Author of “ENLIGHTENED DISCIPLINE”
“Stop it!” is a perfect example of what I call Dog Talk. It is really quite startling to parents when I reprimand them on their speech pattern by referring to it as Dog Talk. But they sure do get my point.
Dog Talk is the use of short, clipped commands. There is really no teaching, no compassion and no patience in this style of speech. It is clear that Dog Talk is the use of commands rather than directions. If we really look at the difference to us adults it is a matter of perhaps 3 seconds that sets Dog Talk apart from Teaching Speech. But the difference to a child may be life changing!
Here the difference:
DOG TALK: “Get down!”
TEACHING SPEECH: “Samantha, standing on the table is not safe.”
DOG TALK: “Stop it!”
TEACHING SPEECH: “Jennifer, that noise is too loud. Be kind to your baby brother’s ears.”
Remember that our goal as parents is to teach and re-teach.
If you seem to be repeating yourself, recognize that your child needs to hear the directions that many times to learn successful behavior. I’m sure that in your job or household life, you have had to practice skills again and again. That is what children need. Somehow, we adults think these skills should be known. Not true. They must be taught, practiced and learned.
As a parent, if we choose to use short commands (Dog Talk) we are only teaching them OUR desires.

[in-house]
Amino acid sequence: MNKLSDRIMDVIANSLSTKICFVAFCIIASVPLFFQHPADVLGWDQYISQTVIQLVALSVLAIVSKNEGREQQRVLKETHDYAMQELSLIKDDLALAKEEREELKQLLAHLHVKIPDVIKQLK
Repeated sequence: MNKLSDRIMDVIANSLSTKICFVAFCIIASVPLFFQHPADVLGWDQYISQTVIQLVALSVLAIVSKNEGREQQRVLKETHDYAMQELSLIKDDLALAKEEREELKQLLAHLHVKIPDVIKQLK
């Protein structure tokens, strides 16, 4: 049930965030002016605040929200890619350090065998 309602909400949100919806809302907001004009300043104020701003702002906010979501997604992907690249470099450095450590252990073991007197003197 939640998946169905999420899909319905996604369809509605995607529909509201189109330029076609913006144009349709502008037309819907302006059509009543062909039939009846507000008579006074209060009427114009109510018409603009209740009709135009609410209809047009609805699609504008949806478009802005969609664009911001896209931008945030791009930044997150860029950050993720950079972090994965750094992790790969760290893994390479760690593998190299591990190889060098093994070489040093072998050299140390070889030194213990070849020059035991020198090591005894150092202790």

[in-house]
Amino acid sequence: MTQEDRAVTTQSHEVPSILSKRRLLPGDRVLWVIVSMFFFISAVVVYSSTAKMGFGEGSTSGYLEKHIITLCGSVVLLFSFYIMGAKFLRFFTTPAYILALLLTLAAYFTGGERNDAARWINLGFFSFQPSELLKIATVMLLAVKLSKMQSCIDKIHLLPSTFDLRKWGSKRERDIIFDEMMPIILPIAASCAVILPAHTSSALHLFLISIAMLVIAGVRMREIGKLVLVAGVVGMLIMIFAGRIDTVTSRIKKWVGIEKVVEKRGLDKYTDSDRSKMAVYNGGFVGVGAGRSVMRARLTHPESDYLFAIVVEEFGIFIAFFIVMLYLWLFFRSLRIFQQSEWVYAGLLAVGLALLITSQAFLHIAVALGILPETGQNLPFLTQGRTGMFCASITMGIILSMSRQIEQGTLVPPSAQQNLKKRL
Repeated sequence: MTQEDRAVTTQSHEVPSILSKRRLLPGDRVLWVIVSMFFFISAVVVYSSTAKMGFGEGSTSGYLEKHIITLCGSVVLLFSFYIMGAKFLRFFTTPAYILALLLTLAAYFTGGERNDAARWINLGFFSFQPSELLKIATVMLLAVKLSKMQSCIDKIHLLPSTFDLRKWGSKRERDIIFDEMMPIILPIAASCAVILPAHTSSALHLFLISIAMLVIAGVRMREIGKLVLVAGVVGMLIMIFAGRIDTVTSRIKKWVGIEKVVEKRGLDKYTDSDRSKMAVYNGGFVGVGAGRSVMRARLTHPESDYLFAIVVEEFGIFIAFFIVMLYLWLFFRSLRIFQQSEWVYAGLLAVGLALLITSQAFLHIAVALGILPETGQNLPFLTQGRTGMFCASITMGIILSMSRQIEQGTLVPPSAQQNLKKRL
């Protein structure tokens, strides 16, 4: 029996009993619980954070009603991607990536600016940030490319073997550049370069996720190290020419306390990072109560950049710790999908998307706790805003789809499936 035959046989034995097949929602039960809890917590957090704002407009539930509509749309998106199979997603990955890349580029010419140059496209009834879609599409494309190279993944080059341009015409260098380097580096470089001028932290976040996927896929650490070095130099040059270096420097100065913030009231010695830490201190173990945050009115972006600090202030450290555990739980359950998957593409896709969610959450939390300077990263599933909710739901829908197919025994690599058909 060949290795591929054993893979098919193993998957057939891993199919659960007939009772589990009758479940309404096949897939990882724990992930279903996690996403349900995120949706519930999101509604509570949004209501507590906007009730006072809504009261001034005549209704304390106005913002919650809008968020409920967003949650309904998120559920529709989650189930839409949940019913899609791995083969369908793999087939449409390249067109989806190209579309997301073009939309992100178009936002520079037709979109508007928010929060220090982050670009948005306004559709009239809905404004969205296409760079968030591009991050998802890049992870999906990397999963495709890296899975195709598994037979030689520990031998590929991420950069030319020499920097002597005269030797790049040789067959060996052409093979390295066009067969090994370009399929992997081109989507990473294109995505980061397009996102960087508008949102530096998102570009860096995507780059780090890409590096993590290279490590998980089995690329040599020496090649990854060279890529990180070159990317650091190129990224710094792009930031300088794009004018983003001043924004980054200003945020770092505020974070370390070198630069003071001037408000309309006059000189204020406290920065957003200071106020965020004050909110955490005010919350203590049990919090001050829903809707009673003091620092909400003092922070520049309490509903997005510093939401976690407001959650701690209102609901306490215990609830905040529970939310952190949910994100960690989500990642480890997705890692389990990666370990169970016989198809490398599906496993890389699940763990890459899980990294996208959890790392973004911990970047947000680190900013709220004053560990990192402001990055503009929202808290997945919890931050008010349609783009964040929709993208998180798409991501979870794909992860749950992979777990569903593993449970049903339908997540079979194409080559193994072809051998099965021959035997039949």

Many of us were raised that way and we did learn something. We learned what would make the adult mad. We learned (through trial and error) how far we could cross a line. But there is a better way than this fear based style of discipline. This abrupt style misses the best opportunity we have to teach children the real life reasons why a particular behavior is better, so that the child has the skills to make these decisions for themselves in their future, without you nearby.
As parents, we really do have a reason why we are seeking a certain behavior. But do you ever get caught up in it and actually forget why? This style makes you remember your reasons. I guarantee that your reasons will always lead you back to one of the foundational words that I use in the Enlightened Discipline philosophy: Safe, Kind or Clean.
Go back through the examples above. If you need convincing, think of your spouse or coworker talking to you in Dog Talk fashion. How does that feel? Would you accept that? I hope not.
Julie Jenkins is an inspirational speaker who is building a reputation for her humorous and straight-forward and humorous workshops for both educators and parents. She has published two books, Enlightened Discipline and Teens! Change is Your Choice.
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